"They're homeless in a home": Retaining homeless-experienced consumers in supported housing
Permanent, community-based housing with supportive services ("supported housing") has numerous favorable outcomes for homeless-experienced consumers. Little is known, however, about consumers who attain but subsequently lose their supported housing. Using mixed methods, we compared persons who retained their supported housing for at least 1 year ("stayers") with those who lost their supported housing within 1 year of move-in ("exiters"). Among persons housed through the VA Supported Housing (VASH) program at the VA Greater Los Angeles between 2011 and 2012, we queried VA homeless registry data to identify stayers (n = 1,558) and exiters (n = 85). We reviewed the medical records of 85 randomly selected stayers and all 85 exiters to compare demographics, homelessness chronicity, era of service, income, presence or absence of a serious mental illness, and health service utilization. From this subsample, we purposively selected 20 stayers and 20 exiters for semistructured, qualitative interviews, and more detailed medical record review. We also performed qualitative interviews and focus groups with VASH staff/leadership (n = 15). Recursive partitioning identified quantitative variables that best-differentiated stayers from exiters. Thematic analyses were performed on qualitative data. Interrelated factors were associated with exiting supported housing: chronic homelessness; low intrinsic motivation; unmet needs for mental health care, substance abuse treatment, and independent living skills; poor primary care engagement; frequent emergency department use; and recent mental health hospitalizations. These findings suggest the value of clinical interventions that address these factors-for example, motivational interviewing or social skills training-adapted to the setting and context of supported housing.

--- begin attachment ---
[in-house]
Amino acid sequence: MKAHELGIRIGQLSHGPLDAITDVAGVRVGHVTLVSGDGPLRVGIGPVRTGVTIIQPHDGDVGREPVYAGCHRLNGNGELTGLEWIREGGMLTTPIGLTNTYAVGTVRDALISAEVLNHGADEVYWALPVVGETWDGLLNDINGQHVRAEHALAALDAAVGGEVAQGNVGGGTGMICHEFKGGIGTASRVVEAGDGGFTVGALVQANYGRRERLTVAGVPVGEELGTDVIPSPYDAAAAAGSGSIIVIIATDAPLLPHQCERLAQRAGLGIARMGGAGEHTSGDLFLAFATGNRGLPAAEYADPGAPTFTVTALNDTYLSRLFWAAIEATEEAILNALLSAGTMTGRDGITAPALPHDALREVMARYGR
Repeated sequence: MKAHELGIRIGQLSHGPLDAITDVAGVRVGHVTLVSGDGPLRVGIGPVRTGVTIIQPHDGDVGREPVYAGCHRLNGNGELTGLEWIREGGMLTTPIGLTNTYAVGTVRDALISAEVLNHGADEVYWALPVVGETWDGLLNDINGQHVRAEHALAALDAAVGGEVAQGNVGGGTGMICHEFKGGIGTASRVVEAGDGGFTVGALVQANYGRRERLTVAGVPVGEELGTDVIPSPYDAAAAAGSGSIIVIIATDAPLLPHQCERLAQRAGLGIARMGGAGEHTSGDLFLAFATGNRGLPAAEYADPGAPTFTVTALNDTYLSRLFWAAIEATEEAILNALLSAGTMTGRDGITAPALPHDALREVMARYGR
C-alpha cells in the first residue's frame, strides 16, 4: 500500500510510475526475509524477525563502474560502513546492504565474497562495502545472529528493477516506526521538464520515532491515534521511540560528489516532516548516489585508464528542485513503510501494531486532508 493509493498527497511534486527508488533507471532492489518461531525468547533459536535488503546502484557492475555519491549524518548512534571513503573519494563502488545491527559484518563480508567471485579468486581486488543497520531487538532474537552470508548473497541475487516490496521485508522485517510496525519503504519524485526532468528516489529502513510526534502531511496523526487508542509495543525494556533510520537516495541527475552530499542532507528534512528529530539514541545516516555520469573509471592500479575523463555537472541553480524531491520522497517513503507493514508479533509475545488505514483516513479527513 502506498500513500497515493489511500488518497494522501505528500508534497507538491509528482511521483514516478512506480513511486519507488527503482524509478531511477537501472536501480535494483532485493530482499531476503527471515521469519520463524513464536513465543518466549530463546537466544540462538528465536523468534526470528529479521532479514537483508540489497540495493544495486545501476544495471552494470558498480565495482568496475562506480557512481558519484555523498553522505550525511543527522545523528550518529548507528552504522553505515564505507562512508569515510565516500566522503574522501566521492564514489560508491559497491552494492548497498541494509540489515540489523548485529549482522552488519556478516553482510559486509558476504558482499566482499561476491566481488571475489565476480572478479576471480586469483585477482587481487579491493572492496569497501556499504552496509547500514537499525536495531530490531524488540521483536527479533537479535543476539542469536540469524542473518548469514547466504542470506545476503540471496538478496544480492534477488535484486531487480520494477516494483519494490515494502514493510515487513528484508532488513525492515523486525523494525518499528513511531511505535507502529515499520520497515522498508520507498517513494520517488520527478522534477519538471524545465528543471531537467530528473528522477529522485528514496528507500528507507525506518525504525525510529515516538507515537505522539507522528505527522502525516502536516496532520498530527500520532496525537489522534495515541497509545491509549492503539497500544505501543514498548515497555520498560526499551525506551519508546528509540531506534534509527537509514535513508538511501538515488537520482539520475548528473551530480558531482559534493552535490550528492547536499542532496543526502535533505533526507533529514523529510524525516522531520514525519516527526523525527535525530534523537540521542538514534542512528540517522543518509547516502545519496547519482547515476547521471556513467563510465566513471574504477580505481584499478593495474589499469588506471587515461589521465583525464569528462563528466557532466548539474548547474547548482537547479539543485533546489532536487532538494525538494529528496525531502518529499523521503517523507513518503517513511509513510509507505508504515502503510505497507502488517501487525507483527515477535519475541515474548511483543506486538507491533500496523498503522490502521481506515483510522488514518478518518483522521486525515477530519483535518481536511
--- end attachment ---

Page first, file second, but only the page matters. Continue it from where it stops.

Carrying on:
Gabrielian S, Hamilton AB, Alexandrino A, Hellemann G, Young AS. "They're homeless in a home": Retaining homeless-experienced consumers in supported housing. Psychol Serv. 2017;14(2):154-166.